CHARLESTON, South Carolina (Reuters) - A coalition of civil rights groups filed a federal lawsuit on Wednesday to block South Carolina’s new immigration law, the latest court challenge against a state crackdown on illegal immigrants.
The suit contends the law is unconstitutional, invites racial profiling and interferes with federal law, according to a statement by the coalition, which includes the American Civil Liberties Union and the National Immigration Law Center.
South Carolina’s law, set to take effect on January 1, requires police to check the immigration status of anyone they stop or arrest for another reason and suspect may be in the country illegally.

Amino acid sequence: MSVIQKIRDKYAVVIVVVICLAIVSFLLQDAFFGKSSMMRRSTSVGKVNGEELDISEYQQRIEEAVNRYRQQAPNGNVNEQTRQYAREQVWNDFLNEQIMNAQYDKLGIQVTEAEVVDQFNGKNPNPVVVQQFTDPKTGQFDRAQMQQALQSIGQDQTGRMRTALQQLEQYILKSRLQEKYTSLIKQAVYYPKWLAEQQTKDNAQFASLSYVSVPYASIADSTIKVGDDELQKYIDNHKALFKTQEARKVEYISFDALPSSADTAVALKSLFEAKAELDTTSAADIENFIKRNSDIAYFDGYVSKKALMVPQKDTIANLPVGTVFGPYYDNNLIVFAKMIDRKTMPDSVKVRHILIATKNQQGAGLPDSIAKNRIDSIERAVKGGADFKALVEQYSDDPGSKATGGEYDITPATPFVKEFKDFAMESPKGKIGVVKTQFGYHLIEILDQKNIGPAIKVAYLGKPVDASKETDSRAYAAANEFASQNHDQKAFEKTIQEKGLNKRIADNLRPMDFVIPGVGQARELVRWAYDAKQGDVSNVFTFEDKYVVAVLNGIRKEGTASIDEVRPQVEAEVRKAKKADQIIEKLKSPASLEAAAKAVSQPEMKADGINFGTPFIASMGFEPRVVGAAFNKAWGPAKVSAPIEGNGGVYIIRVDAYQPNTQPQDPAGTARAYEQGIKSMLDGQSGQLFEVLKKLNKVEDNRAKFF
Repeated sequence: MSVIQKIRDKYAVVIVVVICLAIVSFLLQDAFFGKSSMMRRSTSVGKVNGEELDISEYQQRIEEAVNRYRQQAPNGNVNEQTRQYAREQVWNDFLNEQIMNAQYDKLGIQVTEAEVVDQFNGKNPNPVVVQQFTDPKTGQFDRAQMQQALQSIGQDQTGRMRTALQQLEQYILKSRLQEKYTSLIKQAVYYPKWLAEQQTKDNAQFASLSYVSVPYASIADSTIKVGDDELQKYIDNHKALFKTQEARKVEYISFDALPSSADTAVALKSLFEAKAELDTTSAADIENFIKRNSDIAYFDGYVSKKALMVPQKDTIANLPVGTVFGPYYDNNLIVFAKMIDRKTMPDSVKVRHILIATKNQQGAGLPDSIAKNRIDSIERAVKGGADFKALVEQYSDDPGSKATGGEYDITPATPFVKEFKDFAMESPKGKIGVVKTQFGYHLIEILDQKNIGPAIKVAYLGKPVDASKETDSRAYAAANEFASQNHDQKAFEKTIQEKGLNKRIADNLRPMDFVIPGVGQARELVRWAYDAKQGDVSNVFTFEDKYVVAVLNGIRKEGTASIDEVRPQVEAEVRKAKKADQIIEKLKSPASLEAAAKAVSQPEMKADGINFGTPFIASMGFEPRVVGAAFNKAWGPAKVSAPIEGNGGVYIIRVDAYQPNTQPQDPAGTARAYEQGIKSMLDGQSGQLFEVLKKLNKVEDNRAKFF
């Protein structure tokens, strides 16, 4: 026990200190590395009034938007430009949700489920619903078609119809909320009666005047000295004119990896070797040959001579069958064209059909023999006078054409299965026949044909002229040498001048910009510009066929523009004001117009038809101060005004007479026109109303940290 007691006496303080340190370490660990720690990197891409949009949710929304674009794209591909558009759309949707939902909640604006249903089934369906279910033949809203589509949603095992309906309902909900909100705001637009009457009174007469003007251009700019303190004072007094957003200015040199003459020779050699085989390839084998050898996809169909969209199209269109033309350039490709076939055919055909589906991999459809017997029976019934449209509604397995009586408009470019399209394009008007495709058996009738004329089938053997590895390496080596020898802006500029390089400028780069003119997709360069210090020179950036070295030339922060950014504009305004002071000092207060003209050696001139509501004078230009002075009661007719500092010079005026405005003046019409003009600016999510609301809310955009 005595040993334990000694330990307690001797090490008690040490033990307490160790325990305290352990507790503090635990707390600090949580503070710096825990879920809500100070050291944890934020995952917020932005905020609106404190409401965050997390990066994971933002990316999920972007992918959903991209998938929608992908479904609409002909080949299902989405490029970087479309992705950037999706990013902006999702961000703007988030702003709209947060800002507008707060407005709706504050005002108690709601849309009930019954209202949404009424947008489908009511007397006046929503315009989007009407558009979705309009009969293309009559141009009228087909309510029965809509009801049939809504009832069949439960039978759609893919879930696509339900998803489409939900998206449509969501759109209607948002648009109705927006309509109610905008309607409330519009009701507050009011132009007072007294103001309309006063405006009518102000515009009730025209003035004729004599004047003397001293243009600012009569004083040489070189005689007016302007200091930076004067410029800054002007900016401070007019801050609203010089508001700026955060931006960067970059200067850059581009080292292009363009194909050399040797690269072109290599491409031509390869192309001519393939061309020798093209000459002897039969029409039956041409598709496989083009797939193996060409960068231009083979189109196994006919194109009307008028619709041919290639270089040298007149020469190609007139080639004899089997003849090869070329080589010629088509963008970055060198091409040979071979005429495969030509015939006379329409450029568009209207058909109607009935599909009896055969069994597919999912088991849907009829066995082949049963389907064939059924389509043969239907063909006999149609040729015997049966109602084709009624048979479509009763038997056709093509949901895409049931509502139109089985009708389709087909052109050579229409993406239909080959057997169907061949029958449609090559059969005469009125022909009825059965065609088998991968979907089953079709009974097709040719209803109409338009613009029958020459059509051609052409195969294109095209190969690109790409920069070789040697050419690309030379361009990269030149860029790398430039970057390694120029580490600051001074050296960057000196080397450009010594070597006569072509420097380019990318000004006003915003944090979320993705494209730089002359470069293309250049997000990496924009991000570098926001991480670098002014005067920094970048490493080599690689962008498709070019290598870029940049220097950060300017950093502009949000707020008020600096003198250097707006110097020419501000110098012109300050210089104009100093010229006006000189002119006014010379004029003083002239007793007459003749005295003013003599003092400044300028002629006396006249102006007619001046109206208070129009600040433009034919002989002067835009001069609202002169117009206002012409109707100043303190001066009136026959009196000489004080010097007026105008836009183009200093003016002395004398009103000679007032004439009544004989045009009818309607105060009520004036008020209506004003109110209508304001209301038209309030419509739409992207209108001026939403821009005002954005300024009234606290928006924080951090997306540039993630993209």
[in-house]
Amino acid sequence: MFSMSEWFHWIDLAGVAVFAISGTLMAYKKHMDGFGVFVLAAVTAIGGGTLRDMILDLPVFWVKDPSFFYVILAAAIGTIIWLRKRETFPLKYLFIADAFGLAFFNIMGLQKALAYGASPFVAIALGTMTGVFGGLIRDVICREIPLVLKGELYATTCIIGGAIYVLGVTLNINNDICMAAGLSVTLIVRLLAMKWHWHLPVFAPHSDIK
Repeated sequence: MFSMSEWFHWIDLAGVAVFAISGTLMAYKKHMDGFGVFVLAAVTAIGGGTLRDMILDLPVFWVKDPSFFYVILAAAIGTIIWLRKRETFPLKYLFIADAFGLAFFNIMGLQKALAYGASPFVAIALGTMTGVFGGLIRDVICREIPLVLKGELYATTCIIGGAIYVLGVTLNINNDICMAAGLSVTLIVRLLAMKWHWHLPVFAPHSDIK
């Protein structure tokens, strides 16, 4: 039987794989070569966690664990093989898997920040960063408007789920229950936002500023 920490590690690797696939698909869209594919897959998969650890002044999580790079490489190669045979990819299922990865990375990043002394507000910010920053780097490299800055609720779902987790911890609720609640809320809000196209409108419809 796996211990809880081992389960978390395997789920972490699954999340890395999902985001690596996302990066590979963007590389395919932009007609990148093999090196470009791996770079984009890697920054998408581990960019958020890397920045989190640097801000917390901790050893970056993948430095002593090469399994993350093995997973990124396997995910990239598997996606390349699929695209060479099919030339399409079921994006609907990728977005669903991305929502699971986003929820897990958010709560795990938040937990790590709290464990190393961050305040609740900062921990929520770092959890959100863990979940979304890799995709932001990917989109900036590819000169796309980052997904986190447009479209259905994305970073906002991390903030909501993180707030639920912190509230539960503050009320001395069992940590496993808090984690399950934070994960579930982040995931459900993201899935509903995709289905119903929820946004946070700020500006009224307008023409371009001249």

Under the new law, employers in South Carolina will be required to use the federal E-Verify system to check the citizenship status of employees and job applicants. Penalties for knowingly employing illegal immigrants will include suspension and revocation of a business license by the state.
“By requiring local law enforcement officials to act as immigration agents, this law invites discrimination against anyone who looks or sounds ‘foreign,’ including American citizens and legal residents,” said Victoria Middleton, executive director of the ACLU of South Carolina.
A federal judge in Alabama last month upheld key provisions of that state’s immigration law. Judges in Georgia, Arizona, Utah and Indiana have blocked parts of similar state laws aimed at trying to stem illegal immigration.
Reporting by Harriet McLeod; Writing by Colleen Jenkins; Editing by Cynthia Johnston